GCSE Chemistry Rock and Metals – Drude Oil

C1a 3.1 Crude Oil

  • Crude oil is made of many different chemical compounds
  • Crude oil contains hydrocarbons, which are compounds of carbon and hydrogen atoms only
  • Hydrocarbons which are saturated are called alkanes. Being saturated means they have as much hydrogen in their molecules as possible
  • The general formula for alkane molecules is:


  • This means that for every carbon atom there is – n – there are twice as many hydrogen atoms plus two more– 2n+2


    C1a 3.2 Fractional Distillation

  • We can separate crude oil using fractional distillation
  • The chains of hydrocarbons vary in size, and differently- sized hydrocarbon chains have different properties.
  • We separate crude oil into fractions, which are groups of hydrocarbons with similar properties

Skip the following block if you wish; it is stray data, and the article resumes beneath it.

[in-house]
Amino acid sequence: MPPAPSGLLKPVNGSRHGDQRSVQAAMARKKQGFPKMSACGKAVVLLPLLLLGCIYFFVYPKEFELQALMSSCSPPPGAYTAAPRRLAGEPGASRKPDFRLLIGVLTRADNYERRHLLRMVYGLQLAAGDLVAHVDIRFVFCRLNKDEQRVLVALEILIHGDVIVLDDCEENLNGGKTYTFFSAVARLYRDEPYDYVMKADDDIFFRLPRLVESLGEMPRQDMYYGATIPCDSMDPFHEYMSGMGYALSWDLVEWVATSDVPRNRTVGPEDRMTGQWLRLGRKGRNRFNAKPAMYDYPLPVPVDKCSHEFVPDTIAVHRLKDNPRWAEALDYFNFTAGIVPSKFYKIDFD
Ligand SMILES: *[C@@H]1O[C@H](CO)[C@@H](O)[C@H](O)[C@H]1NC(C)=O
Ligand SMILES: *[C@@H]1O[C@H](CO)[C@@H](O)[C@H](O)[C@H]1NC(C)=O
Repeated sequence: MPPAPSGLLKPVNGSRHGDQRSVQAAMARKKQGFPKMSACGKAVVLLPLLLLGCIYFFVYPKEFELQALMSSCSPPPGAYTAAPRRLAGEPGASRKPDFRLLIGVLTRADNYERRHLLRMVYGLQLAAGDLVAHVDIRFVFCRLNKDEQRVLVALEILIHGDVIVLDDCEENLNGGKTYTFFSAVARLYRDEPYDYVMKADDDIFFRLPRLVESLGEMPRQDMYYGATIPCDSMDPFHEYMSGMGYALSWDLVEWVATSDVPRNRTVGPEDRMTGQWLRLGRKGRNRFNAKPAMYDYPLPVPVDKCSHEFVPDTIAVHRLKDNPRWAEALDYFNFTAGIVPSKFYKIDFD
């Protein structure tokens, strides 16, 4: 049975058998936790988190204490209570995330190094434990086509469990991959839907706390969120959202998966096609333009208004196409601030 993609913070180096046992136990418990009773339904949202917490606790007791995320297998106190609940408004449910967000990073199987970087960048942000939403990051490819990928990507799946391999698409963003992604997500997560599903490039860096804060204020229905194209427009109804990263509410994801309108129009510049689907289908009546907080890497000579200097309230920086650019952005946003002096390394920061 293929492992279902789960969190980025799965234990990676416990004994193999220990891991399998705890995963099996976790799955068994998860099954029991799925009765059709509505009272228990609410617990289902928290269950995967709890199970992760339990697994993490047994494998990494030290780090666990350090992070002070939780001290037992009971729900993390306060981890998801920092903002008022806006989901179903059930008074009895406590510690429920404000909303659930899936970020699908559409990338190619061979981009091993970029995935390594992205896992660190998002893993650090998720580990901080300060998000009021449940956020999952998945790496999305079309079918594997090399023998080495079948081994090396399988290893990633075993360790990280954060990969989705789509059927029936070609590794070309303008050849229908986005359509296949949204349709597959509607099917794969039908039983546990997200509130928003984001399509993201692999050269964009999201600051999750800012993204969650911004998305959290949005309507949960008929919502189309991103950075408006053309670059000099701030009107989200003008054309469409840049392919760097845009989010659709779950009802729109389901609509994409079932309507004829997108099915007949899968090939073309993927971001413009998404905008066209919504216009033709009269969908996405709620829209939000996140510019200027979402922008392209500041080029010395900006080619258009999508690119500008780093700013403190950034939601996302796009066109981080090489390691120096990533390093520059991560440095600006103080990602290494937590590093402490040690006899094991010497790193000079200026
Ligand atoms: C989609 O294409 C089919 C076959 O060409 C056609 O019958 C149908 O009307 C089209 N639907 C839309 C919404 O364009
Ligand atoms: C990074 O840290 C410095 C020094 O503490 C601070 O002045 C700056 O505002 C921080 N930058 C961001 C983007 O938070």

• Each fraction of hydrocarbon molecules contains hydrocarbons with similar amounts of carbon atoms, each of these fractions boil at different temperatures because of the number of carbon atoms per molecule
  • Crude oil is fed into the bottom of the fractioning column as hot vapour. The tower is kept at high temperatures at the bottom and is cooler at the top, so the column decreases in temperature as you go up the column
  • These different gases condense when they reach their boiling points, and the different fractions are collected at different levels
    – Hydrocarbons with the smallest molecules have the lowest boiling points, and are collected at the top of the tower. At the bottom, fractions have high boiling points, they cool to form thick liquids or solids at room temperature

    C1a 3.3 Cleaner Fuels

    • Burning hydrocarbons releases substances such as carbon dioxide into the atmosphere
    • Some substances dissolve in droplets of water and fall as acid rain
    • Carbon dioxide released by burning fuels is a greenhouse gas which reduces the rate at which energy is lost from the surface of the Earth by radiation
    • We can use cleaner fuels which don’t release any or as many greenhouse gases, e.g. gasohol